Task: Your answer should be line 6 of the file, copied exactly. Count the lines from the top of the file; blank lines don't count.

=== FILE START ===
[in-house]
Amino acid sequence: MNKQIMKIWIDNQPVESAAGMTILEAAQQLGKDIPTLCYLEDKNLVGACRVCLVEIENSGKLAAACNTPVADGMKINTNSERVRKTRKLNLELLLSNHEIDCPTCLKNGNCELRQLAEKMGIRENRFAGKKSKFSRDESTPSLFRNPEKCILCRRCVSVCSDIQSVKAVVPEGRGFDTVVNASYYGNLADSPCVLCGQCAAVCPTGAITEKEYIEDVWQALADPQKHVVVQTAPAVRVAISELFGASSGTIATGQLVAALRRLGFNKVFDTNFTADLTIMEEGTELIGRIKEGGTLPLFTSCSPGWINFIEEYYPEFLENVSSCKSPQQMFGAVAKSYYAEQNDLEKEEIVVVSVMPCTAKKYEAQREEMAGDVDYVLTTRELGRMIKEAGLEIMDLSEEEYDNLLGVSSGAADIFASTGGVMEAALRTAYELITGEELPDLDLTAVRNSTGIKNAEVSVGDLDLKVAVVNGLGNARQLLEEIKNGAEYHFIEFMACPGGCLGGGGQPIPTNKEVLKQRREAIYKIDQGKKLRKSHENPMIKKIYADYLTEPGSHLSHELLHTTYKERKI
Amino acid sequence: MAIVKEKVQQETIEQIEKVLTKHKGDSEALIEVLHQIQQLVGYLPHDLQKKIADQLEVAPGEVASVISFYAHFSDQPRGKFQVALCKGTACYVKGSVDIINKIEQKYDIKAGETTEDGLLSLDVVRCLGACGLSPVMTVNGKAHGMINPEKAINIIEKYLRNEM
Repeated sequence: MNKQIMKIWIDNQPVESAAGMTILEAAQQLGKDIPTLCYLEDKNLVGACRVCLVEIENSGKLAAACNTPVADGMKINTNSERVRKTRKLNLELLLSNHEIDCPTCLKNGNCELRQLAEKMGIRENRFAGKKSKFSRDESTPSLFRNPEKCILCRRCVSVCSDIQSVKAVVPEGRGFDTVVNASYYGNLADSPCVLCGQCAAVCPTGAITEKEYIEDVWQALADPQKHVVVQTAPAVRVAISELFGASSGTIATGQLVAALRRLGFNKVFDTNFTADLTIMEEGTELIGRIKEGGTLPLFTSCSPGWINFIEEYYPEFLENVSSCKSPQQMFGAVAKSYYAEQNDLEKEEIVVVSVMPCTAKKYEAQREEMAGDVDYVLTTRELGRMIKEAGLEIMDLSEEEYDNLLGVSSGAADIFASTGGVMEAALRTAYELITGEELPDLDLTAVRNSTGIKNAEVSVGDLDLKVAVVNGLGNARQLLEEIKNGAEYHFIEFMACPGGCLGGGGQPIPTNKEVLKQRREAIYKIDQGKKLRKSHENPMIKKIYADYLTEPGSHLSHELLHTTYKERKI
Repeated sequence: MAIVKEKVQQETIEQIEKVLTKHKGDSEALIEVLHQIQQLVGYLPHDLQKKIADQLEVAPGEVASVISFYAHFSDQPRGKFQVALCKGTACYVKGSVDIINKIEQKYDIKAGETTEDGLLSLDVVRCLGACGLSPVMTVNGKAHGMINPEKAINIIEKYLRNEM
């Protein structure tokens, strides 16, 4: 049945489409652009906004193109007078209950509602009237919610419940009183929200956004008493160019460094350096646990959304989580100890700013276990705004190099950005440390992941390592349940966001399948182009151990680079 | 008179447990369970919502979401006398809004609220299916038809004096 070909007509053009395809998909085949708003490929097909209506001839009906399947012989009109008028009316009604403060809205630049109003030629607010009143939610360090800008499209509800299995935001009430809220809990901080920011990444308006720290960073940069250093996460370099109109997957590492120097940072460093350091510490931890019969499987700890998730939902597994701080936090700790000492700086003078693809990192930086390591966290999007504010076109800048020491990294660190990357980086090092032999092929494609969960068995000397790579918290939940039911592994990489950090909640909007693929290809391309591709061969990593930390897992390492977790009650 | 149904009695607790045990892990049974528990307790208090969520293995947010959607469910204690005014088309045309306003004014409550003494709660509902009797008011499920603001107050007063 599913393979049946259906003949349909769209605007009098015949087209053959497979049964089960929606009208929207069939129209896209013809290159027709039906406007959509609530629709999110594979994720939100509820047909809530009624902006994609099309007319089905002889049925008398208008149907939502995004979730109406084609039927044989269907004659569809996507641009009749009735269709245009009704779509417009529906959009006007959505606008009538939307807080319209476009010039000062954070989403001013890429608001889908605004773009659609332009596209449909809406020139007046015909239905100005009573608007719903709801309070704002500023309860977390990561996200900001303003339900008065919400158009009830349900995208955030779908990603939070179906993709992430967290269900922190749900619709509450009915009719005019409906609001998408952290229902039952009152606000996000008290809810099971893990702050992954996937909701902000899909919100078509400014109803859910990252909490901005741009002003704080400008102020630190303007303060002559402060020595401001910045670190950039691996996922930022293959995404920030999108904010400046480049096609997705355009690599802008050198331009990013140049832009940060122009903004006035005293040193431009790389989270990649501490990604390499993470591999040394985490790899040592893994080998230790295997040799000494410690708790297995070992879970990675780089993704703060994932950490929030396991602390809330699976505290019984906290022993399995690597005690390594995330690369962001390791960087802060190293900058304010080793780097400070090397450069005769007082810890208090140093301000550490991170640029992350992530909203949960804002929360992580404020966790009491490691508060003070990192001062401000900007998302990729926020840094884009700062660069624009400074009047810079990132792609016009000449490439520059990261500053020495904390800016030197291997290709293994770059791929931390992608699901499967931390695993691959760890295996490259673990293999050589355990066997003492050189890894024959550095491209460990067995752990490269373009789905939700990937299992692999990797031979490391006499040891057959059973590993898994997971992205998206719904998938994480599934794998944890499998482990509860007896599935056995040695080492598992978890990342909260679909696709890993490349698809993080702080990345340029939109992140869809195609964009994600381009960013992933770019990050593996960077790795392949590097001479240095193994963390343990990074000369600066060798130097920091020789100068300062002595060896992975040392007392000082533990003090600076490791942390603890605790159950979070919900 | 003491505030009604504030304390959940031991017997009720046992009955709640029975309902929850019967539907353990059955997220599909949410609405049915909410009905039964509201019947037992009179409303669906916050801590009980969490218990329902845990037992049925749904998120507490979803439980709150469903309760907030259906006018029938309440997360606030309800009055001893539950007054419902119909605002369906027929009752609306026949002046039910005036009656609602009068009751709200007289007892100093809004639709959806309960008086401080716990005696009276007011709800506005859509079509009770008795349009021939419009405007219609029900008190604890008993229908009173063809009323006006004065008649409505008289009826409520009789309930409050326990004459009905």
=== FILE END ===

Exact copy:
């Protein structure tokens, strides 16, 4: 049945489409652009906004193109007078209950509602009237919610419940009183929200956004008493160019460094350096646990959304989580100890700013276990705004190099950005440390992941390592349940966001399948182009151990680079 | 008179447990369970919502979401006398809004609220299916038809004096 070909007509053009395809998909085949708003490929097909209506001839009906399947012989009109008028009316009604403060809205630049109003030629607010009143939610360090800008499209509800299995935001009430809220809990901080920011990444308006720290960073940069250093996460370099109109997957590492120097940072460093350091510490931890019969499987700890998730939902597994701080936090700790000492700086003078693809990192930086390591966290999007504010076109800048020491990294660190990357980086090092032999092929494609969960068995000397790579918290939940039911592994990489950090909640909007693929290809391309591709061969990593930390897992390492977790009650 | 149904009695607790045990892990049974528990307790208090969520293995947010959607469910204690005014088309045309306003004014409550003494709660509902009797008011499920603001107050007063 599913393979049946259906003949349909769209605007009098015949087209053959497979049964089960929606009208929207069939129209896209013809290159027709039906406007959509609530629709999110594979994720939100509820047909809530009624902006994609099309007319089905002889049925008398208008149907939502995004979730109406084609039927044989269907004659569809996507641009009749009735269709245009009704779509417009529906959009006007959505606008009538939307807080319209476009010039000062954070989403001013890429608001889908605004773009659609332009596209449909809406020139007046015909239905100005009573608007719903709801309070704002500023309860977390990561996200900001303003339900008065919400158009009830349900995208955030779908990603939070179906993709992430967290269900922190749900619709509450009915009719005019409906609001998408952290229902039952009152606000996000008290809810099971893990702050992954996937909701902000899909919100078509400014109803859910990252909490901005741009002003704080400008102020630190303007303060002559402060020595401001910045670190950039691996996922930022293959995404920030999108904010400046480049096609997705355009690599802008050198331009990013140049832009940060122009903004006035005293040193431009790389989270990649501490990604390499993470591999040394985490790899040592893994080998230790295997040799000494410690708790297995070992879970990675780089993704703060994932950490929030396991602390809330699976505290019984906290022993399995690597005690390594995330690369962001390791960087802060190293900058304010080793780097400070090397450069005769007082810890208090140093301000550490991170640029992350992530909203949960804002929360992580404020966790009491490691508060003070990192001062401000900007998302990729926020840094884009700062660069624009400074009047810079990132792609016009000449490439520059990261500053020495904390800016030197291997290709293994770059791929931390992608699901499967931390695993691959760890295996490259673990293999050589355990066997003492050189890894024959550095491209460990067995752990490269373009789905939700990937299992692999990797031979490391006499040891057959059973590993898994997971992205998206719904998938994480599934794998944890499998482990509860007896599935056995040695080492598992978890990342909260679909696709890993490349698809993080702080990345340029939109992140869809195609964009994600381009960013992933770019990050593996960077790795392949590097001479240095193994963390343990990074000369600066060798130097920091020789100068300062002595060896992975040392007392000082533990003090600076490791942390603890605790159950979070919900 | 003491505030009604504030304390959940031991017997009720046992009955709640029975309902929850019967539907353990059955997220599909949410609405049915909410009905039964509201019947037992009179409303669906916050801590009980969490218990329902845990037992049925749904998120507490979803439980709150469903309760907030259906006018029938309440997360606030309800009055001893539950007054419902119909605002369906027929009752609306026949002046039910005036009656609602009068009751709200007289007892100093809004639709959806309960008086401080716990005696009276007011709800506005859509079509009770008795349009021939419009405007219609029900008190604890008993229908009173063809009323006006004065008649409505008289009826409520009789309930409050326990004459009905």